The following supporting information can be downloaded at:, Supplementary File S1: The ability of inflammatory markers to predict CAP analysis. Supplementary File S2: The ability of the initial values of PCT and IL-6 to predict HAP analysis. Supplementary File S3: Peak inflammatory markers in HAP-only and the No Bacterial Infection groups. Supplementary File S4: The ability of the peak values of PCT and IL-6 and their changes to predict HAP.

Author Contributions

Conceptualization, M.K. and L.D.; methodology, M.K., L.D. and M.H.S.; validation, M.K., L.D. and M.H.S.; formal analysis, K.L.; investigation, L.D., M.H.S., K.F., O.K., R.T. and M.K.; resources, L.D., M.H.S., O.K. and R.T.; data curation, L.D., M.H.S. and K.L.; writing—original draft preparation, M.K., L.D. and M.H.S.; writing—review and editing, M.K., L.D., M.H.S. and K.F.; visualization, L.D., M.H.S. and K.F.; supervision: M.K.; project administration: M.K., L.D. and M.H.S.; funding acquisition, M.K. All authors have read and agreed to the published version of the manuscript.


This research was funded by the Czech Health Research Council (project no.: NU22-B-112), The project National Institute of virology and bacteriology (Programme EXCELES, ID Project No. LX22NPO5103)—Funded by the European Union - Next Generation EU, and by MH CZ (DRO FNOL 00098892).

Institutional Review Board Statement

Not applicable.

Informed Consent Statement

Informed consent was obtained from all individual participants enrolled in the study.

Data Availability Statement

The datasets analyzed during this study are available from the corresponding author upon reasonable request.


The authors would like to thank the staff of the Department of Anaesthesiology, Resuscitation and Intensive Care and the staff of the Department of Microbiology for their help with data collection.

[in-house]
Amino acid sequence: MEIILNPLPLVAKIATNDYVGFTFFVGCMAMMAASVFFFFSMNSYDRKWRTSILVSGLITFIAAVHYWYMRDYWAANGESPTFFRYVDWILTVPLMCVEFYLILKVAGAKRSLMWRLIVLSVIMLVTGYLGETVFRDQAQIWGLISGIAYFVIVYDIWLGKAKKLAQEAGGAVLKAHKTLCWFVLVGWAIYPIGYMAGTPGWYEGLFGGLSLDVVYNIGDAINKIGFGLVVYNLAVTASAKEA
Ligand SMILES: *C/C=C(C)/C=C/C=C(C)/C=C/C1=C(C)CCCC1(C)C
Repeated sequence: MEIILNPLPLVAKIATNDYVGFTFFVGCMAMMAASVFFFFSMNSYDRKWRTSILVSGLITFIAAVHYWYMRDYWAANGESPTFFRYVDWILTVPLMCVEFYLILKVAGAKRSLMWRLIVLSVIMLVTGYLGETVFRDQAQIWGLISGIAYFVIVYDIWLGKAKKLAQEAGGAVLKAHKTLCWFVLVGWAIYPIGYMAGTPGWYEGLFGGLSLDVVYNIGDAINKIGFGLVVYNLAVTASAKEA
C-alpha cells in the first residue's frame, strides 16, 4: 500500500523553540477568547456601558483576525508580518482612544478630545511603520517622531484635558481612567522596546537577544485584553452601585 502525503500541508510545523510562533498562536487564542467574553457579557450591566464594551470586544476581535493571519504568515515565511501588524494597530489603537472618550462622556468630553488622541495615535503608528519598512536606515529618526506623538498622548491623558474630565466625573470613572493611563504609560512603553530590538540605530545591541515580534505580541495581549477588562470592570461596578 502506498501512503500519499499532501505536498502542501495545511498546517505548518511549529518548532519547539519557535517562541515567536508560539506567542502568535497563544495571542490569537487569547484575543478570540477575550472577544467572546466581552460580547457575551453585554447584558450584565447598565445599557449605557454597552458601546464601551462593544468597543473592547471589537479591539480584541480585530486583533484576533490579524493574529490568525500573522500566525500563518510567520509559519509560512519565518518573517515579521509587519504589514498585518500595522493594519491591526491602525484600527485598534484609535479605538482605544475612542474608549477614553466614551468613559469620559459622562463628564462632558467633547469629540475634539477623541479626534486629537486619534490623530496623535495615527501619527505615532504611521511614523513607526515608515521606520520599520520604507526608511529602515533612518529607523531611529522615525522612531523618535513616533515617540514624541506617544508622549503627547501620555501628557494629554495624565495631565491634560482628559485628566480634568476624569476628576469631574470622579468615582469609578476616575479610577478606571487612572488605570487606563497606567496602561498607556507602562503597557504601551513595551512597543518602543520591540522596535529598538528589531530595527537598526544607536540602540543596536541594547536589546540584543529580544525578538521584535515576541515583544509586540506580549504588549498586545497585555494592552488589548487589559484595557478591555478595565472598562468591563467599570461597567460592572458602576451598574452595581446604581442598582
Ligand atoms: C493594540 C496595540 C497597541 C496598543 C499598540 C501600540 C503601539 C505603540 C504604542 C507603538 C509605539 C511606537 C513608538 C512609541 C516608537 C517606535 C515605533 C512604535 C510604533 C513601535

Conflicts of Interest

The authors declare no conflicts of interest.


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Figure 1. Flow chart demonstrating patient selection criteria.
Figure 1. Flow chart demonstrating patient selection criteria.
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Figure 2. Comorbidity distribution in critical COVID-19 patient cohort.
Figure 2. Comorbidity distribution in critical COVID-19 patient cohort.
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Figure 3. Number of comorbidities in critical COVID-19 patient cohort.
Figure 3. Number of comorbidities in critical COVID-19 patient cohort.
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Figure 4. Distribution of patients according to accompanying infections (in brackets absolute number of patients).
Figure 4. Distribution of patients according to accompanying infections (in brackets absolute number of patients).
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Figure 5. Resistance pattern of the most frequent species causing HAP (in %). Legend: AMI—amikacin, AMS—ampicillin/sulbactam, AZT—aztreonam, CIP—ciprofloxacin, COL—colistin, COT—co-trimoxazole, CPM—cefepime, CRX—cefuroxime, CTX—cefotaxime, CTZ—ceftazidime, GEN—gentamicin, MER—meropenem, OFL—ofloxacin, PPT—piperacillin/tazobactam, TIG—tigecycline, TOB—tobramycin.